A handful of residents have complained about County Commissioner Joe Mullins' behavior on social media.
County Commissioner Joe Mullins engages with constituents through social media — and some of them don't like the way he does it.
For instance, there was the time he wrote, responding to a Facebook post about dog chaining, “We did decide to chain and mussle all radical librals in the county.” Or the time he referred to a former candidate for county commission as a "nasty old person" and wrote, "If I put you on payroll would you please shut your bitter mouth." Or the time he referred to a local woman who'd been critical of him on social media as "cheeseburger Chelsea," because she worked in a restaurant.
One resident, Kathy Austrino, compiled screenshots of such comments by Mullins and sent them to the other commissioners and to local media.
"Mr. Mullins, I find your comments on that Facebook page offensive, divisive and beneath the dignity of the office that you hold."
— EDITH CAMPINS, Flagler County resident
Others complained to the county administration, both about the nature of the comments and about their impression that Mullins has been posting them from his phone during County Commission meetings, while he was at the dais — from which he's often observed using his phone. (Mullins, after the Observer reported that he'd posted a Trump meme on his Facebook page during a commission meeting, contacted the newspaper and said that the post had been scheduled in advance by his marketing team.)
At the commission's meeting the morning of Dec. 2, several residents used the meeting's public comment period to speak about about Mullins' comments on social media.
Mike Cocchiola, who heads the local Democratic club, did not mention Mullins' name. But he implored commissioners to avoid divisiveness.
"We’ve got to work together to deal with the issues we need to deal with," he said. "Dividing ourselves does no good to anybody, and certainly not to the 100-some thousands citizens of Flagler County that depend upon you to solve our issues."
Resident Edith Campins was direct.
"Mr. Mullins, I find your comments on that Facebook page offensive, divisive and beneath the dignity of the office that you hold," Campins said. "Your comments do not help to bring us together. They’re offensive, they’re demeaning, they incite violence, and they’re really beneath the office that he holds, and they deserve public condemnation.”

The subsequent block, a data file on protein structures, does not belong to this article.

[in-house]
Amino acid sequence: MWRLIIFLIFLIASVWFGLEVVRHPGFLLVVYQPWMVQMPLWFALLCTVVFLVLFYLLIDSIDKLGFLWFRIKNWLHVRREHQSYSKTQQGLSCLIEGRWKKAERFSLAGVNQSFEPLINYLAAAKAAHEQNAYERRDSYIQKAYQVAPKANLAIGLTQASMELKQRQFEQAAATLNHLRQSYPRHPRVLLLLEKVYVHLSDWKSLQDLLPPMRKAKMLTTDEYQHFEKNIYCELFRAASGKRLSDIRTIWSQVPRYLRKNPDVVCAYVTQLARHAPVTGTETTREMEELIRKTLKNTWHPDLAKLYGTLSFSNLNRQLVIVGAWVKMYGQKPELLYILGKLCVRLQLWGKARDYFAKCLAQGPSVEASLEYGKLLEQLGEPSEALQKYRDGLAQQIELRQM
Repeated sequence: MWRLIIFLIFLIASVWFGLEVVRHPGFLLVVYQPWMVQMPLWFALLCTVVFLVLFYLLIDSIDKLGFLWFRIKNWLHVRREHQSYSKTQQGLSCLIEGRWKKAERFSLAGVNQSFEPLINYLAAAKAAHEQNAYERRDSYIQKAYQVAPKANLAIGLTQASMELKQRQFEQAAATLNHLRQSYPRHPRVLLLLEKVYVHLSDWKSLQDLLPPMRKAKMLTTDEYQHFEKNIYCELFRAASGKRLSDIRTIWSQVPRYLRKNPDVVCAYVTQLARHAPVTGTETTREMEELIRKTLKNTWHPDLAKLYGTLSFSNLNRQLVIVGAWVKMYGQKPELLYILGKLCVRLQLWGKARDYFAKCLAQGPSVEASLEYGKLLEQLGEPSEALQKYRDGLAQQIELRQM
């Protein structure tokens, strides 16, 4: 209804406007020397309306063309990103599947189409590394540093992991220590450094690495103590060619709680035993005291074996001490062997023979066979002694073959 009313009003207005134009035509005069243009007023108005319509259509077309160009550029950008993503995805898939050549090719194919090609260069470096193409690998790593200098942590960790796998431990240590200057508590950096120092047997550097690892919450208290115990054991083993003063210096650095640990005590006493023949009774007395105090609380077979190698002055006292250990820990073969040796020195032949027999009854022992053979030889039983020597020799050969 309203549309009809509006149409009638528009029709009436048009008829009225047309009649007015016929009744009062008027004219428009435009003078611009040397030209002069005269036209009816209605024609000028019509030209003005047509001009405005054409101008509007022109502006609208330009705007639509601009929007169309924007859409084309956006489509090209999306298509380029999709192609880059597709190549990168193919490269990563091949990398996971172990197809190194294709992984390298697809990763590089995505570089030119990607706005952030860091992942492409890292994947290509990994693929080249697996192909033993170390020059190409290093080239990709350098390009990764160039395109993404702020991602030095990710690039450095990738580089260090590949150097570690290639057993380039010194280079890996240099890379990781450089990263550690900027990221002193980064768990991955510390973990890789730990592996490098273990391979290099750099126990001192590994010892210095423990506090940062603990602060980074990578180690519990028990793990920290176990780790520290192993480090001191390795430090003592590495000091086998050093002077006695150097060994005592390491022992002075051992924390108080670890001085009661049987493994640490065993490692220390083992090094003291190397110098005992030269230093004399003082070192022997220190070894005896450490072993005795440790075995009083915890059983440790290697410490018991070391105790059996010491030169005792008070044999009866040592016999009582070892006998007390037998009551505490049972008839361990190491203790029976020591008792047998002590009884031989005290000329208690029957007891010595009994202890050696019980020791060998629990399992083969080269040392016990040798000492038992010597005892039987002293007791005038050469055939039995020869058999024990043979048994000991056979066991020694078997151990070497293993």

"I am going to always exercise my First Amendment right. I don't try to take it from anyone. I just want it to be fair; I want it to be a situation to where both sides of the story are told."
— JOE MULLINS, county commissioner
But fellow commissioners weren't interested in muzzling Mullins, or in discussing during the meeting the details of his comments.
"As far as the comments that commissioner Mullins has made, I’m not going allow the board to discuss that directly: I consider it mostly a private matter," board Chairman David Sullivan said. He added that the board would not agree to any form of censorship. "However, we always want to use good language and take into consideration that people may have differing views."
Mullins added later, addressing Cocchiola, "Mike, I certainly hear what you say. And I agree 100%." But, he added, "I am going to always exercise my First Amendment right. I don't try to take it from anyone. I just want it to be fair; I want it to be a situation to where both sides of the story are told."
Commissioner Donald O'Brien, speaking toward the end of the meeting, said he felt about the issue "like I walked in the middle of a movie ... and didn't know what the heck was going on."
"There's also an opinion out there that all of this mishegoss, that's a Yiddish term, is just what it is — it's nonsense. It just reinforces to me why so many normal people don't participate in social media, because it's just nonsense. ... It's frustrating that we have to waste a lot of time."
The issue wasn't settled for the day: At the board's workshop several hours later, County Attorney Al Hadeed, as he advised board members on areas where their rules of procedure may need updating, suggested that it might behoove the commission to consider clarifying its social media policy.
Currently, the district's policies don't address what commissioners may say on their own social media pages, he explained. "Perhaps it may be good to take a look at or identify some guidelines," he said. He added that, as commissioners' role is political, "We want to make sure that nothing in the guidelines would abridge your ability to communicate, but at the same time lay out some of the basic principles of how those social media pages or emails might be used."
Hadeed also mentioned that the board could decide to implement a policy of leaving their phones with the clerk at the beginning of each meeting.
County Administrator Jerry Cameron added, "That would also protect you … from accusations you received an ex parte communications during the meeting."
But commissioners weren't interested in that suggestion.
Sullivan said he saw phones as analogous to using a pen or paper to write or pass notes, as often occurs in public meetings elsewhere.
Mullins said, "I’m not going let somebody out in the public dictate what I do or don’t do with my phone."